Yanukovich names Ukrainian foreign policy priorities
Yanukovich, who was sworn in as president on February 25, met Monday with EU officials and the head of the European Commission, Jose Manuel Barroso, to outline further steps of co-operation.
Many see picking Brussels for the first foreign trip as a symbolic gesture defining the vector of Ukrainian policy under the new president. However, Yanukovich insists there is no political subtext in the choice of the trip. He reminded that on March 5 he is visiting Moscow, and added that Ukraine’s relations “with the EU will inevitably involve Russia, and vice versa," Itar-Tass writes.
The new Ukrainian president said that he intends to pursue a more balanced foreign policy than his predecessor Viktor Yushchenko. The latter sought the EU and NATO membership, whilst relations with Moscow got to their lowest point ever during his rule.
Ukrainian President Viktor Yanukovich is already taking steps to renew relations with Moscow by ordering the removal of material on the president's official website that depict the mass famine of the 1930s known as Holodomor.
The previous administration insisted that the tragedy, which hit several regions in the Soviet Union, was an act of genocide against the Ukrainian people.
The new president has also promised to review the controversial decision to declare World War II nationalist leader Stepan Bandera a national hero.
Europe seems to approve of Kiev’s intentions and urges the Ukrainian leadership to improve ties with Moscow as soon as possible.
"Ukraine cannot develop relations with the EU to the detriment of its relations with Russia, and the other way around," Jose Manuel Barroso is quoted as saying after his meeting with Yanukovich. "Good relations between Ukraine and Russia would be very much in line with the interests both of Ukraine and the EU."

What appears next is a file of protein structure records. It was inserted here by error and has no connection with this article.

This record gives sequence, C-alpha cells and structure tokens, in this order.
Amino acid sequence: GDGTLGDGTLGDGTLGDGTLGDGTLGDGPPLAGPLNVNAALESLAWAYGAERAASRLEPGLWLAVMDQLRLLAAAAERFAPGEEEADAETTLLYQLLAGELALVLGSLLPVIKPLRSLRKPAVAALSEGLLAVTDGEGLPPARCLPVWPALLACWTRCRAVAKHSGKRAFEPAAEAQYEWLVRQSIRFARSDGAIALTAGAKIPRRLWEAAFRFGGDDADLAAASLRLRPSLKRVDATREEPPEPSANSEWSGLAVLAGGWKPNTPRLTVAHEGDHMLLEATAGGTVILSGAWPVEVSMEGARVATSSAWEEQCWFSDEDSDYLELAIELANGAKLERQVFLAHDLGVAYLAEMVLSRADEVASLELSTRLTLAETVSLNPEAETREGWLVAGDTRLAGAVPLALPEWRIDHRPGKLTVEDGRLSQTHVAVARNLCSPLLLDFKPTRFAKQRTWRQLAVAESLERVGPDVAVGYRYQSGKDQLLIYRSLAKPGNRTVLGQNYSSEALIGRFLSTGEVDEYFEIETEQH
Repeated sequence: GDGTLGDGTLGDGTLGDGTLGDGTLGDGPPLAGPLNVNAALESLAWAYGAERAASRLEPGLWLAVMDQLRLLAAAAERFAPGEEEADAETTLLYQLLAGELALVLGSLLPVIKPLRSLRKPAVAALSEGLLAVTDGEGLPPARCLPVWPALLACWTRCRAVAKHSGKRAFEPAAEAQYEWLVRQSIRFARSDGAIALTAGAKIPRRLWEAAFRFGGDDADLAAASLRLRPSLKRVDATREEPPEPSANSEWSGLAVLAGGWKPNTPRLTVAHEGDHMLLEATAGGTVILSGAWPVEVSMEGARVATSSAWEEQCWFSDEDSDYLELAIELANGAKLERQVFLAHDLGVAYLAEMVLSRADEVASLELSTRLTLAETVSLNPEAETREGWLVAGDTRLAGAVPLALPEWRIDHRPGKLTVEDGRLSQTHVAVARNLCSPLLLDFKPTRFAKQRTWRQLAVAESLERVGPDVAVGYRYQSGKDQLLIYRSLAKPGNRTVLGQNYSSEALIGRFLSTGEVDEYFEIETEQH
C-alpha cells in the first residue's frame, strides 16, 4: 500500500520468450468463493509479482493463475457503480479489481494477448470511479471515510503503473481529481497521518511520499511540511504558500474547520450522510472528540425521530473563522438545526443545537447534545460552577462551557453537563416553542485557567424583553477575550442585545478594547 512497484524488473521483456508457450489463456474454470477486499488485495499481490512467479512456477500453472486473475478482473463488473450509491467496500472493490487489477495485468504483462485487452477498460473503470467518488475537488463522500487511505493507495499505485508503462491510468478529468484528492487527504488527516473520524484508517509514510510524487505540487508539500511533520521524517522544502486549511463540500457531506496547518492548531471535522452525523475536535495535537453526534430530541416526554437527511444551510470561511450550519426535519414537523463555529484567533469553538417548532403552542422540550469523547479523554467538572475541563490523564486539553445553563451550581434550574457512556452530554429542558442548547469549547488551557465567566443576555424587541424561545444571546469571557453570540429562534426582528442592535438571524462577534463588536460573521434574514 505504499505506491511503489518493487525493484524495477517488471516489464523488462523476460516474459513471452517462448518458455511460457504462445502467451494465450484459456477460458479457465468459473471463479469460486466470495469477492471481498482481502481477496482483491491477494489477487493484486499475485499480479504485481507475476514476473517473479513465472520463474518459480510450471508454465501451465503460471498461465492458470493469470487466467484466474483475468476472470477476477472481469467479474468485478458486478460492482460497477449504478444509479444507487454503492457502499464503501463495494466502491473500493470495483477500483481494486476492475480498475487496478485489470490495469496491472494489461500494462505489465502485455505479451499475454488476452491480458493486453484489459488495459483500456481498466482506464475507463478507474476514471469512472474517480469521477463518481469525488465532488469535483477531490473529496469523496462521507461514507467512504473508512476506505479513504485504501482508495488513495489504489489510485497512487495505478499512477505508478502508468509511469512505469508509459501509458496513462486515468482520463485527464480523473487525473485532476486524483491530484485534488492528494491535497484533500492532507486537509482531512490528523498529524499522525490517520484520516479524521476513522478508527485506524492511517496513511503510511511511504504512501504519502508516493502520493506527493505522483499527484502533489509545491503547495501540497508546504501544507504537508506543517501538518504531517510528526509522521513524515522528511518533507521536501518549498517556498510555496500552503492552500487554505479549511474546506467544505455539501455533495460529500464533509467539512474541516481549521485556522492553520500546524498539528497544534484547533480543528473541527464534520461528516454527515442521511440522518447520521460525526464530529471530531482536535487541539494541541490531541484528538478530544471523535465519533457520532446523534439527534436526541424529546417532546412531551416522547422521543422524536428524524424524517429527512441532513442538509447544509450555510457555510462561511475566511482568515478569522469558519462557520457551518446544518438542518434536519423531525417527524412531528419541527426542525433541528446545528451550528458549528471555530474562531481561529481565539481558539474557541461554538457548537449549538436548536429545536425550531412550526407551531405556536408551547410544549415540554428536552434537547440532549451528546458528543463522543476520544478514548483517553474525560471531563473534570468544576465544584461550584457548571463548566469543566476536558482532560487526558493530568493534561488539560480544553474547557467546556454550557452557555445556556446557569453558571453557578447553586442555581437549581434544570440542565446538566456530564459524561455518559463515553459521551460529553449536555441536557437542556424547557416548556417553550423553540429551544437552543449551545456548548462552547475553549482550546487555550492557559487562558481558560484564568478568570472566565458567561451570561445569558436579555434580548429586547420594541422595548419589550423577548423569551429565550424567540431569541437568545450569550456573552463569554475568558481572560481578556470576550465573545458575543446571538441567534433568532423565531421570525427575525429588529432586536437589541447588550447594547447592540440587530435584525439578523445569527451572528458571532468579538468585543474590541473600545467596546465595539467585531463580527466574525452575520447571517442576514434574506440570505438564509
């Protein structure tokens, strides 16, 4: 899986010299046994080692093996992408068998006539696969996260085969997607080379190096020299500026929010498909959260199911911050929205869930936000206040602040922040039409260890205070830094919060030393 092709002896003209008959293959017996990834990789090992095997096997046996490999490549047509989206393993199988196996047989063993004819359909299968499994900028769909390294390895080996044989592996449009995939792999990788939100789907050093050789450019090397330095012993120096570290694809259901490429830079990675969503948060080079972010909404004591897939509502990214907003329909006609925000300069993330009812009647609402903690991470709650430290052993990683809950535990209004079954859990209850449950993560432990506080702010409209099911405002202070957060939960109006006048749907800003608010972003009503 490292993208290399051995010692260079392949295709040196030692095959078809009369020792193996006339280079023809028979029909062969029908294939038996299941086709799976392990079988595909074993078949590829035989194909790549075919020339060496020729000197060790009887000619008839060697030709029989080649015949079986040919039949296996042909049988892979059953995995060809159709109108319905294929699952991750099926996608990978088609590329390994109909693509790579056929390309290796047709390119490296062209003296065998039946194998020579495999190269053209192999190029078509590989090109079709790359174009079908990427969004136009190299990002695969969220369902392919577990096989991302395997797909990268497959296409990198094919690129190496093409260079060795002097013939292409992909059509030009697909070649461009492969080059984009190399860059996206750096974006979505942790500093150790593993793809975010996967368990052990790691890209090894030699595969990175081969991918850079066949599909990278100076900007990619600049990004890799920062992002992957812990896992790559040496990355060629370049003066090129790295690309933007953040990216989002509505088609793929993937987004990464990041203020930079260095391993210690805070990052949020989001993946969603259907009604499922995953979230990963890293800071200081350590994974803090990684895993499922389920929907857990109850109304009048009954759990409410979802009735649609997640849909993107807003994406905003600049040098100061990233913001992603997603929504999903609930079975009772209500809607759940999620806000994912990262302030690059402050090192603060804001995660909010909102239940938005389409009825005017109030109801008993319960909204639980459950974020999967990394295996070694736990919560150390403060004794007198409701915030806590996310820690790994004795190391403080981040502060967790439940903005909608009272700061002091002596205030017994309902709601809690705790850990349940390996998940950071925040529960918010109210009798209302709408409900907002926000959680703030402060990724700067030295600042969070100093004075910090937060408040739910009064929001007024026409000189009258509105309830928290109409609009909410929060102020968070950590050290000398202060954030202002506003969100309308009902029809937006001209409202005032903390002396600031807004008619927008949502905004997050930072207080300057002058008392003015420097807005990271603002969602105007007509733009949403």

Pledging support for Ukraine in its efforts to bring stability to the country, Barroso said Europe intends “to cooperate with [Yanukovich] in an effective and fruitful way." However, he outlined that Ukraine’s membership in 27-nation bloc is not on the agenda at the moment.
“I have always said that instead of speculating on the problem of Ukraine's joining the EU, let us concentrate our efforts on concrete economic transformation, which will bring Ukraine closer to the EU," he said.
Kiev remains an important energy partner for the EU since about 80 per cent of Russian gas to Europe transits via Ukraine. For that reason, all past disagreements between Moscow and Kiev worry Europe, since they could have result in gas delivery cuts. Yanukovich said Ukraine "will observe all the agreements reached with Russia and the EU in the gas sphere."
An introduction of a visa-free travel between Ukraine and the EU has also been discussed.
"We discussed in detail the efforts towards ensuring visa-free regulations. We reached an agreement that during the year we will coordinate a roadmap on transition to this regime," Barroso said.
As for a major stumbling block in Russia-Ukraine relations, Ukraine’s NATO membership, Yanukovich said Ukraine would not seek joining the alliance. However, his country “will observe all the agreements and fulfill partnership programs” with the alliance.